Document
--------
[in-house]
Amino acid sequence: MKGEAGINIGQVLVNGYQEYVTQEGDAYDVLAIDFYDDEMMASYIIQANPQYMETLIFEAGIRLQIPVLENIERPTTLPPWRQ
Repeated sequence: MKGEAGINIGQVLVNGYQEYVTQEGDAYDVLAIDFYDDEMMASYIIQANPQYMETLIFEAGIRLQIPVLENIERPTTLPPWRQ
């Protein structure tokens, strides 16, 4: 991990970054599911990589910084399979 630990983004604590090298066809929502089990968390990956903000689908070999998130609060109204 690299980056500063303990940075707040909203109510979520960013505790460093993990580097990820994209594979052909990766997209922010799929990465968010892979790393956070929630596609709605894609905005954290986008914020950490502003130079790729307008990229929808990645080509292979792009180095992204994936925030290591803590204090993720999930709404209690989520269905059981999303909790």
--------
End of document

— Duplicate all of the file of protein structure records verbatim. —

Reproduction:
[in-house]
Amino acid sequence: MKGEAGINIGQVLVNGYQEYVTQEGDAYDVLAIDFYDDEMMASYIIQANPQYMETLIFEAGIRLQIPVLENIERPTTLPPWRQ
Repeated sequence: MKGEAGINIGQVLVNGYQEYVTQEGDAYDVLAIDFYDDEMMASYIIQANPQYMETLIFEAGIRLQIPVLENIERPTTLPPWRQ
């Protein structure tokens, strides 16, 4: 991990970054599911990589910084399979 630990983004604590090298066809929502089990968390990956903000689908070999998130609060109204 690299980056500063303990940075707040909203109510979520960013505790460093993990580097990820994209594979052909990766997209922010799929990465968010892979790393956070929630596609709605894609905005954290986008914020950490502003130079790729307008990229929808990645080509292979792009180095992204994936925030290591803590204090993720999930709404209690989520269905059981999303909790």